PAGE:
The C Word

Alright…this is not a normal blog for me.  It’s not about organisational stuff, or What I learnt Yesterday – although it fits that strand apositely.  It’s just not that common for a TV drama to still be burnt into my head 24 hours later.

The C Word starred Sheridan Smith as Lisa Lynch, the 20 something who was diagnosed with breast cancer.  She didn’t want to be a victim, so she wrote her way through the bullshit (as she called her cancer).  And the blog turned into a book, which turned into this doc-drama play.  I half caught at the beginning that Smith was a friend of Lisa’s.  Lisa’s friends certainly concurred that she had ‘nailed it’.  There was one part late on where a counsellor or nurse advised her and husband Pete (the exquisitely pitch perfect Pail Nicholls – who I remember mainly as a sort of heart throb in East Enders?) to read a book – and was given a copy of her own book!  Apocryphal or what – it doesn’t matter – if it did happen – well, brilliant!

My dad died of stomach cancer, as his dad did.  I suppose that history makes it more cutting and real?  And having had too many friends in the last few years being diagnosed and treated for many and various cancers – 3 of them breast – I really couldn’t take my eyes or ears or hankies off the TV.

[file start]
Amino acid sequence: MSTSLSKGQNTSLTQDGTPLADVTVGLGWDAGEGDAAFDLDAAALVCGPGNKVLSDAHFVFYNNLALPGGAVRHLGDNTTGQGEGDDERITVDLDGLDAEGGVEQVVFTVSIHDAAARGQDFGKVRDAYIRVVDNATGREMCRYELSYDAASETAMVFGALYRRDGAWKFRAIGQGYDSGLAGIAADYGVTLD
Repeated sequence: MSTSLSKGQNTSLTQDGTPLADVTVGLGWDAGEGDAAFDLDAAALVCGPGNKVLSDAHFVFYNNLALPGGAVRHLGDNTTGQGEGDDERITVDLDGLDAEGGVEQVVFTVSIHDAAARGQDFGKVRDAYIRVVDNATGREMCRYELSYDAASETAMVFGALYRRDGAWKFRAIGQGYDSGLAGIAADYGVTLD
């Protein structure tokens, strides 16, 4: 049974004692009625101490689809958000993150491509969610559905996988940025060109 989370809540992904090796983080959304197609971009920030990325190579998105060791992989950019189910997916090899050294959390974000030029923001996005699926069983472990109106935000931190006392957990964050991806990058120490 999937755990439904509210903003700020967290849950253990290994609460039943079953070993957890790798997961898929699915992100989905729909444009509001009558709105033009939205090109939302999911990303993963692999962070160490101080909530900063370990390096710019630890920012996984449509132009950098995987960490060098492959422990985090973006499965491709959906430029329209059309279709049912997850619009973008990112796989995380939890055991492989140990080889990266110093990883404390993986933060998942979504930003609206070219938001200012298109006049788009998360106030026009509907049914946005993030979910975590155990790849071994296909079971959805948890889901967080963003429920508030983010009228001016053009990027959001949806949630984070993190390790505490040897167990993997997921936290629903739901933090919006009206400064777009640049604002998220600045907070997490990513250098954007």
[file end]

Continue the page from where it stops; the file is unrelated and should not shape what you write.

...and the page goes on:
Some of you reading this will know who you are (and just one or two can’t read this), and will probably not have been able to watch.  It will be too raw as yet.  But for those who missed it – please, please have a go at finding it on iPlayer.  it was on BBC 1, on 3rd May.

45 years ago my dad’s eldest brother, Uncle Ted, was visiting his wife Aunty Marge in Liverpool’s old Royal Infirmary Hospital.  We were there as a family.  Uncle Ted was led into the corridor by my dad, as he had just been told the diagnosis and prognosis was not good for the breast cancer she had. (the patient didn’t used to be informed in the UK at that point).  I was left with Uncle Ted while he cried in huge gulps while I tried to console him, while everyone else had to go back to put on a brave face.  I was 11.  It stays with you.

My thoughts are often with you, my friends who have been or are still going through this.  Much love. You know who you are. x

just one of the reviews: